This is a set of stories about events I experienced growing up in Wisconsin
|The Beast That Came to Dinner
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The summer of 1959 was coming to a close, and thoughts of having to go back to high school in the next month or two were making me determined to get the most out of this remaining time that I could.
My mother was leaving me at the Michelson farm for the second straight year while she sorted out her life after divorcing her third husband the year before. My kid sister Eileen, had been sent away to Michigan to stay with our aunt Minnie, sister of my mother’s second husband (our deceased natural father.)
Mr. Michelson was a now-single gentleman farmer who had married into money, and who, after a few years of a most volatile marriage, had finally rid himself of his contentious and demanding wife and his adopted son. The only evidence that remained of this past relationship was the phrase “Michelson and Son” painted in huge flaking letters across the side of his main barn facing the gravel road.
While I was not expected to replace this stepson, I was assigned to Mr. Michelson’s sponsorship by my mother to assist him in taking care of a great many chores on his farm, in exchange for room and board, of course. I actually earned cash from doing odd jobs for other farmers in the local area, as my spare time permitted. My sojourn there was a lonely one, for the farm was quite isolated, deep in the countryside of mid-western Wisconsin, and many miles from the nearest town.
Situated mid-way between Sparta (population 6,000), and Melrose (population 700), the Michelson farm was perched on the top of a long, sloping hilltop, and was traversed by a narrow gravel road running down the south side of the homestead, and crossed by a similar road heading across the bottom of the hill heading north towards the township of Melrose.
A lot or two south of that intersection lay the Kelly homestead, sharecroppers who worked for Mr. Michelson. Included in their care were a small herd of dairy cattle, a sty containing 30 to 40 enormous hogs, and a variety of barnyard fowl.
Old Sean Kelly was a somewhat wild, intemperate one-armed Irishman, who delighted in telling terrible jokes and even worse stories; and performing some rather remarkable feats with his artificial arm, which was nothing more than an apparatus strapped to his left shoulder, ending in a large, stainless steel hook. His wife was a kindly Blackfoot Indian woman, whose two older sons and two younger daughters rounded out this eccentric household.
Margaret Kelly was the older of the two daughters, and was just about the same age as myself. While not exactly a raving beauty, she was intelligent and seemed well grounded in reality, unlike the rest of her strange family.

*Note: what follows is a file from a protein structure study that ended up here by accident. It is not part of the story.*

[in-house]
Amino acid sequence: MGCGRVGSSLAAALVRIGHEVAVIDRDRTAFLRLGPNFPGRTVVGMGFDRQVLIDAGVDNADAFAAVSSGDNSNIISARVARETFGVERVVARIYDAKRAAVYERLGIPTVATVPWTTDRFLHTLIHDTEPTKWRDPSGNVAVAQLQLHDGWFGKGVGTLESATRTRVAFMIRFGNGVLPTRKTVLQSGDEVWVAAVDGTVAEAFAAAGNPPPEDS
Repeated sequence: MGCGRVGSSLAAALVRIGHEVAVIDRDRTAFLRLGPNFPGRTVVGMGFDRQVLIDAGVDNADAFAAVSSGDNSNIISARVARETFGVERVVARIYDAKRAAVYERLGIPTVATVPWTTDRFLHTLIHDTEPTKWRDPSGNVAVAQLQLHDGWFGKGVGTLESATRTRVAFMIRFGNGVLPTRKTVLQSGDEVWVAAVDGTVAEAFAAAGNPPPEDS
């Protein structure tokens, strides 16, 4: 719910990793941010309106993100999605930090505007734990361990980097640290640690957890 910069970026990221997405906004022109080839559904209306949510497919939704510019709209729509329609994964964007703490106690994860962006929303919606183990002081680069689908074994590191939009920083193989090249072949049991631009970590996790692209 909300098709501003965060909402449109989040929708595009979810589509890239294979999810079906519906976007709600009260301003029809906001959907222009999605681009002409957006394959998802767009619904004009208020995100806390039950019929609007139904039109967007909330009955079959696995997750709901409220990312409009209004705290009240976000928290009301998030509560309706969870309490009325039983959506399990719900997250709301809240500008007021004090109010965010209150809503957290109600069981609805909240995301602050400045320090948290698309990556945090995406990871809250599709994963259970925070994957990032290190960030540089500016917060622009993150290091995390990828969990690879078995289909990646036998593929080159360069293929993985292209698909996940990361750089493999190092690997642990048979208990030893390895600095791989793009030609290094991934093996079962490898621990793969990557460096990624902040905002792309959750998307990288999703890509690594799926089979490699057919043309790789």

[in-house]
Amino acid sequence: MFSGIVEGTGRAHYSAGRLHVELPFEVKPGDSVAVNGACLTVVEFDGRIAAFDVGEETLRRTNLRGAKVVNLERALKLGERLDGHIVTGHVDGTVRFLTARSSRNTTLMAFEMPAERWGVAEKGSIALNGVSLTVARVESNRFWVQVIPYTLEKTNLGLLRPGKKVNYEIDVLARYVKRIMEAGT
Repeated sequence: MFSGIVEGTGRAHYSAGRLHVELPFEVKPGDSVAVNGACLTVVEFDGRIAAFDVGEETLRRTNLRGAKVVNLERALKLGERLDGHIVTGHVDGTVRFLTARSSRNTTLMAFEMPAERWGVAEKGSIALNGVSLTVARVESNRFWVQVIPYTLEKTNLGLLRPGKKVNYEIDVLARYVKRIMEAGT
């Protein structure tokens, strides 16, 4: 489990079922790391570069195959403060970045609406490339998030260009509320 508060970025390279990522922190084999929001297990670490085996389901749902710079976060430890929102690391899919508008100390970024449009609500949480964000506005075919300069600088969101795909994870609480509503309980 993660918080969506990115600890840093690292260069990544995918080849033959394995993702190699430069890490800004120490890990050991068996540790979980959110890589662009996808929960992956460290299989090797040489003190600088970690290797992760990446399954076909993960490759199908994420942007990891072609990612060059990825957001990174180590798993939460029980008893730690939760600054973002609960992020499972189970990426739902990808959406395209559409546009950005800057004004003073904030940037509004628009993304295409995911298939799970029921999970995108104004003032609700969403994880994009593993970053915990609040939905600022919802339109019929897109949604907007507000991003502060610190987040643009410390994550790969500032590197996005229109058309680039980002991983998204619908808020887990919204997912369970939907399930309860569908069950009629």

Lacking anyone else in the area with whom I could come close to relating to, I used to make special efforts to find excuses to pass by their household to see Margaret, occasionally being invited in to listen to old Sean relate some fantastic story or another to me. In the meantime, Margaret and I would manage to find a moment or two to get off somewhere and ‘talk of many things.’
The hillsides leading down from the Michelson Farm toward the Kelly farm contained clean, well tended pastures, which were rotated with dairy cows to ensure pasture recovery in cycles. At the bottom of the hill, across from the Kelly homestead, spread a wide forested area, surrounding a thick, boggy marsh.
In the evenings after chores at the Michelson farm, I used to pick up my BB-gun and march down the hill towards the wilderness to wander the marsh and the forest, imagining that I was a pioneer, warrior or whatever struck me at the moment.
The BB-gun, while not the most powerful weapon in the world, gave me enough of a sense of security to roam these virgin areas, and actually encourage me to seek out their boundaries. When I tired of tramping though these forest paths, I would head towards the gravel road leading back to the Michelson farmhouse and begin walking towards the bright yard light shining at the hill top, illuminating my way.
One evening, while tramping through the marsh, I noticed that I’d stayed there much later than I’d expected, and lacking a moonlit night to guide me, the surrounding area had quickly sunk into a rather complete, ominous darkness. I turned and began to make my way to the gravel road leading up to the Michelson homestead as fast as I could, but the darkness fell upon me much too quickly.
Soon, I could see nothing in front of me, and I had to feel my way out of the swamp in what I hoped was the right direction to the narrow road. Suddenly, as I moved through the underbrush and thicket, I thought I could hear the sound of footsteps following me. Whenever I took a step, I could hear a corresponding step behind me; whenever I stopped to listen, I could hear nothing.
The hair on the back of my neck began to stand up, and my heart began pounding in my chest so hard that I could hardly hear anything beyond my immediate presence. I thought that logically, there was nothing in the Wisconsin woods that I should be afraid of at night. Bears were not nocturnal, and cougars did not usually attack humans day or night, being very wary of human presence.
My BB-Gun seemed pretty useless at the moment, simply because there was nothing that I could see to shoot, much less ‘bag.’ I began to move much more quickly in the direction where I thought the road lay, even though I was being scratched and buffeted by more forest debris in my way than I ever thought I’d seen in the daylight.